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Consider the space $X = \{ z \in \mathbb{C} : |z| \leq 1 \} \cup \{ z \in \mathbb{C} : |z| = 2 \}$ with the topology generated by the following basic open sets:

  • the basic open neighbourhoods of $w \in X$ with $|w| < 1$ are just the usual (Euclidean) open neighbourhoods of $w$ in the open unit disc,
  • the basic open neighbourhood of $w \in X$ with $|w| = 2$ is the singleton $\{ w \}$, and
  • the basic open neighbourhoods of $w \in X$ with $|w| = 1$ are of the form $U \cup \{ 2z : z \in U, |z| = 1, z \neq w \}$ where $U \subseteq \{ z \in \mathbb{C} : |z| \leq 1 \}$ is open in the usual (Euclidean) topology on the closed unit disc.

Is this space $X$ compact?

The subspace $K = \{ z \in X : |z| = 1\text{ or }|z| = 2 \}$ is just the Alexandroff Double Circle, which is compact. I'm not sure if $X$ is similarly compact.

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3 Answers 3

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The resulting construction remains compact. Consider a covering of the construction by open sets $X_i$. These open sets contain neighborhoods of the form you just described. Then since the unit disk is compact, there is a finite number of them (the $X_i$'s) that cover it call them $X_1,\dots,X_n$. Each one contains at least one neighborhood of the form $U_i=W_i \cup p(V_i \setminus \lbrace w \rbrace)$. Since these cover the smaller circle, they cover, by projection, the larger circle except possibly for some finite number of points $v_i$ on the larger circle. But these were already covered by a finite number of the $X_i$'s (maybe different than $X_1,\dots,X_n$). Then it suffices to consider these last (finite number) of the $X_i$'s with $X_1,\dots,X_n$ as your finite cover.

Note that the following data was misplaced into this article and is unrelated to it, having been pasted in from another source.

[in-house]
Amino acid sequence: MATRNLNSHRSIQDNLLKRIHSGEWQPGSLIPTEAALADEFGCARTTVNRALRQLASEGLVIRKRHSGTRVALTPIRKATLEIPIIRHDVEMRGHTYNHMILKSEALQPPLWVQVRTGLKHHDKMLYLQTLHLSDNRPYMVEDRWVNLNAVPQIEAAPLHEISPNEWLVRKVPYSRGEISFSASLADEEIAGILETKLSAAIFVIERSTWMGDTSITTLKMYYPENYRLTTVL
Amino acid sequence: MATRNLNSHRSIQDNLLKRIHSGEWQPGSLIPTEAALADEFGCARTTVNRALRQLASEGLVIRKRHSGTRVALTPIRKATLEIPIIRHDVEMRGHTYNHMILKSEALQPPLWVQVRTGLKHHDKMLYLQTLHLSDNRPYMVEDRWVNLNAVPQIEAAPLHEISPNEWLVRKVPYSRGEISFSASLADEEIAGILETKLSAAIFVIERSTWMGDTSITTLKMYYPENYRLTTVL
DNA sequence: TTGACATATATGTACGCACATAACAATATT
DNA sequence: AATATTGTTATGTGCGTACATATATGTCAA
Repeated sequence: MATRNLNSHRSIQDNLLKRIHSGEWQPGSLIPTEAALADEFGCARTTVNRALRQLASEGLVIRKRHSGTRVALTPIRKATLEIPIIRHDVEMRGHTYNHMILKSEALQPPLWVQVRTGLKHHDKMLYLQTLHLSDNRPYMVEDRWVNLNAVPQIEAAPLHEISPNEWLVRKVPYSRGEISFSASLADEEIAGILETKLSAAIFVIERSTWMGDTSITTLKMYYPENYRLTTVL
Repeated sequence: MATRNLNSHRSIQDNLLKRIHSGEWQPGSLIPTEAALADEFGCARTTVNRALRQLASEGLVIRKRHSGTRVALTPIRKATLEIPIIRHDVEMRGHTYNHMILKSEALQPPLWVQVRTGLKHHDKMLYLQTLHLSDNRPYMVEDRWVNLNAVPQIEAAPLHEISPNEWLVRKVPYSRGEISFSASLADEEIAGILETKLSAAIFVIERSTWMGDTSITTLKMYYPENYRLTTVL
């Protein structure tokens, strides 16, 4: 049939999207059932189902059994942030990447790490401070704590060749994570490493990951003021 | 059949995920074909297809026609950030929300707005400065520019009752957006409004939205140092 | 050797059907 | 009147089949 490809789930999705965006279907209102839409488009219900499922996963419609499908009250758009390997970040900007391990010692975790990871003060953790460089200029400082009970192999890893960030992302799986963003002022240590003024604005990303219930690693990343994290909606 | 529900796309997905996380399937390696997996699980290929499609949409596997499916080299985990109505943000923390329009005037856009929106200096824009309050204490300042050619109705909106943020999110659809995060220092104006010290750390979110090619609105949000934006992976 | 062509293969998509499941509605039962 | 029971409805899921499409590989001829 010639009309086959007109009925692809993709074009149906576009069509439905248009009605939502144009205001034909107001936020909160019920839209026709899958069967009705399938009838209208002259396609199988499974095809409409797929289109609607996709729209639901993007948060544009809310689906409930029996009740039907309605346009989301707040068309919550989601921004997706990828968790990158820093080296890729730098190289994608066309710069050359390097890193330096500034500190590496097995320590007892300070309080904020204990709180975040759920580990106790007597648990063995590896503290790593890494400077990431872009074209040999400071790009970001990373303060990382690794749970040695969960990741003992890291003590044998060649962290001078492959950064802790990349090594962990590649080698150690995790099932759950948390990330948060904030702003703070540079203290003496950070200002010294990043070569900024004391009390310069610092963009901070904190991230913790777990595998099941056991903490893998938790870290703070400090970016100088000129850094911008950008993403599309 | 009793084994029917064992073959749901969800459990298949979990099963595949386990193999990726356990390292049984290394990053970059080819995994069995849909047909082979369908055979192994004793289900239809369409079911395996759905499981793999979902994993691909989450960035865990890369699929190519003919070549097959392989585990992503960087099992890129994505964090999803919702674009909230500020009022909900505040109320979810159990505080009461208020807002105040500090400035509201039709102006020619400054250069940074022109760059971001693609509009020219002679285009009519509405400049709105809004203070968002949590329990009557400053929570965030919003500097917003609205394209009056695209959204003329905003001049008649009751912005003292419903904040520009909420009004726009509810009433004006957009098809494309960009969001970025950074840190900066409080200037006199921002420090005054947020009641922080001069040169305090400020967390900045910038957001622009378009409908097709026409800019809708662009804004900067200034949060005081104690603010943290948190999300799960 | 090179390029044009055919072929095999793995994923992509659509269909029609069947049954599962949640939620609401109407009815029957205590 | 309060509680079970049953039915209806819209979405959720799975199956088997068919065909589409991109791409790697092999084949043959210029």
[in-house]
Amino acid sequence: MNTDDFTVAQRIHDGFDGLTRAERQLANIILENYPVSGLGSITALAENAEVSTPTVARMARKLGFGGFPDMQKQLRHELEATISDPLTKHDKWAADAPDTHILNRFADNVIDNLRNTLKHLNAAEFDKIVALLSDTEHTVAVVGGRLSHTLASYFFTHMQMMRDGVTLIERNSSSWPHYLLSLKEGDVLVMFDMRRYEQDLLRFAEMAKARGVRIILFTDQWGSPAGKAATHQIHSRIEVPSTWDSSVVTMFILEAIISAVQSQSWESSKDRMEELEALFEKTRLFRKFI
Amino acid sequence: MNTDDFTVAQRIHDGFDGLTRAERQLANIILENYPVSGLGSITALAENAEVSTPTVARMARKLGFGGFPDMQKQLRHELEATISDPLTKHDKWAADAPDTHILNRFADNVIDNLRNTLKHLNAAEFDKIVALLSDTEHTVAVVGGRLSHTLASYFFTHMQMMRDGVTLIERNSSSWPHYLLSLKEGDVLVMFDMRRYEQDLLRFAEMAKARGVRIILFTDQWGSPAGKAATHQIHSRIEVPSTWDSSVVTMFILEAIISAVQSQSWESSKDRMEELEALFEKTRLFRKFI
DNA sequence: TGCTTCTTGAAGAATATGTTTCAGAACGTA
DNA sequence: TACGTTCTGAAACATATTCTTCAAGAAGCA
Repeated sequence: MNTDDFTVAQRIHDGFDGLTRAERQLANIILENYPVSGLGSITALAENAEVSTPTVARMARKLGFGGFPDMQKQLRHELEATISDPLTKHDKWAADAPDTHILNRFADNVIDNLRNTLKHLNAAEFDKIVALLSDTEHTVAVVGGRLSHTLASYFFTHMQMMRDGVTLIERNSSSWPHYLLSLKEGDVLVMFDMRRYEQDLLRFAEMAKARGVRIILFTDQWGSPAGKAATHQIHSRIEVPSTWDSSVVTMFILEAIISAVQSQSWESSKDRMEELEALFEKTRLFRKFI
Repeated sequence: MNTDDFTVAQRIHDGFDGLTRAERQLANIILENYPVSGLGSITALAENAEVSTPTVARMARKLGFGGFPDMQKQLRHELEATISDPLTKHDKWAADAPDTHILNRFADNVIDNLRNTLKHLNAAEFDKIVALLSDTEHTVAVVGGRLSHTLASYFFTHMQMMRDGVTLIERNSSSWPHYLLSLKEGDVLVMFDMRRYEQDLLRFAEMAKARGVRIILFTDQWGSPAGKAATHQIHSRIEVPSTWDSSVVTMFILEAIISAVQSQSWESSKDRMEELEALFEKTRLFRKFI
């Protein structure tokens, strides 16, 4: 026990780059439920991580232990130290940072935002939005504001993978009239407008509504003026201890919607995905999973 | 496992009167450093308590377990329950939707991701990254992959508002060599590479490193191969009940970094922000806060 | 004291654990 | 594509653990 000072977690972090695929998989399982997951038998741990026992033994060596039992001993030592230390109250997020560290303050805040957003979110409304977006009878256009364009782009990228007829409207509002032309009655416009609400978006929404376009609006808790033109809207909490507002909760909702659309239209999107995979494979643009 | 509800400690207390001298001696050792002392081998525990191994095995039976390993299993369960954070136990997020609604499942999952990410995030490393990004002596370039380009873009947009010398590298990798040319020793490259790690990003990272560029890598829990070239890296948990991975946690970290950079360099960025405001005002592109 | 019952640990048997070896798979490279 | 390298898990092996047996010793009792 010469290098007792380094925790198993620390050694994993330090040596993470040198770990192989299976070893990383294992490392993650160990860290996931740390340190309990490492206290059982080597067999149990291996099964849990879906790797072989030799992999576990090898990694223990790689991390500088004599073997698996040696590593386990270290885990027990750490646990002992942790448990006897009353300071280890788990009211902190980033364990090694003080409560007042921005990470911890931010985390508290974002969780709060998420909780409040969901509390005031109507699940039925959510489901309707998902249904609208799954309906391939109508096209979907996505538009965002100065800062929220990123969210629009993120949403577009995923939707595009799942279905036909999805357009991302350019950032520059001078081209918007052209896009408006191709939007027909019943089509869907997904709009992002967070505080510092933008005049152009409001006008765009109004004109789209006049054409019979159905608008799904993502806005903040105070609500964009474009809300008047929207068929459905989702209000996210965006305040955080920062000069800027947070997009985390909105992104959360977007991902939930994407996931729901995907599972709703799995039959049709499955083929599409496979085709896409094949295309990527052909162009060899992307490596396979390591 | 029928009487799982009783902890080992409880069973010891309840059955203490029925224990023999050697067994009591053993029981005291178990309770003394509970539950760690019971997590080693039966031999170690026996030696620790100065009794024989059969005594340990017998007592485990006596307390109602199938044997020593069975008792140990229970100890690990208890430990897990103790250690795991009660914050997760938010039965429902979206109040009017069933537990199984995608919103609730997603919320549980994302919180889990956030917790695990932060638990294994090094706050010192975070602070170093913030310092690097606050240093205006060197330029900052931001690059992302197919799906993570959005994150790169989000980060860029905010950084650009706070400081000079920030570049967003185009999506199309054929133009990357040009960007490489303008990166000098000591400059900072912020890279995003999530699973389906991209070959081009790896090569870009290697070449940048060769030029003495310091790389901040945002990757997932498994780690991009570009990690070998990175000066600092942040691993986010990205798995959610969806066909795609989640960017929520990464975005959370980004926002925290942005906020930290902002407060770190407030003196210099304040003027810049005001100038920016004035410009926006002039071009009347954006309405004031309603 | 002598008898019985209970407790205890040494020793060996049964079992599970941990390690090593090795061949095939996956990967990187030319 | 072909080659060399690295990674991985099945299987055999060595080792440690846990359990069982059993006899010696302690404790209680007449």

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Do you need more details? – user17090 Nov 6 '11 at 18:08
What exactly is the argument here? All I can guess is "if $A \subset X$ is compact and $X\setminus A$ is dense in $X$, then $X$ is compact". But that's plainly false. – Chris Eagle Nov 6 '11 at 18:20
@Chris: I corrected the argument. – user17090 Nov 6 '11 at 18:54
Note that the two circles is still the Aleksandroff double circle, and the unit closed disk is still compact, so it's a union of compact sets, hence compact. – Henno Brandsma Nov 6 '11 at 18:58

If I understand you right the final space is a finite union of compact sets. Such a union is always compact.

If you have an open cover of the entire space, take a finite subcover of the closed unit disk together with a finite subcover of the double circle. The union of the subcovers is still finite, and must cover everything.

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This is not a (disjoint) union of compact sets since $\{z\colon |z|<1\}$ is not compact. I don't think about this space as a union anymore since it is confusing in this context. I think I have clarified it in my edit. – Daria Morys Nov 6 '11 at 16:34
Who says it has to be disjoint? Unless I'm parsing you wrong it is a (non-disjoint) union of the closed disk and the double circle, each of which are compact. – Henning Makholm Nov 6 '11 at 16:38

I think what the OP means is the following: let $D$ be the closed unit disk in $\mathbb{R}^2$, and let $C_1$ be its boundary, and $C_2$ the circle of radius 2, and $X$ = $D \cup C_2$, where points in the open unit disk $U$ have their usual neighborhoods, a neighborhood of $z$ in $C_1$ is of the form $O \cup p[( O \cap C_1 ) \setminus {z}]$, where $O$ is an open neighborhood of $z$ in the Euclidean subspace topology of $D$, and $p : C_1 \rightarrow C_2$ is the radial projection, and points in $C_2$ are isolated.

This set is similar to the Aleksandroff double circle (as $C_1 \cup C_2$ is just that space) and $U$ has the same topology as it has in the plane, while the spaces are now glued together naturally.

The same argument that shows that the double circle is compact will work here as well. Also it is the union of $D$ and $C_1 \cup C_2$ (non-disjoint, but that does not matter) and both of these are compact (note that $D$ has the same subspace topology as it has in the plane).

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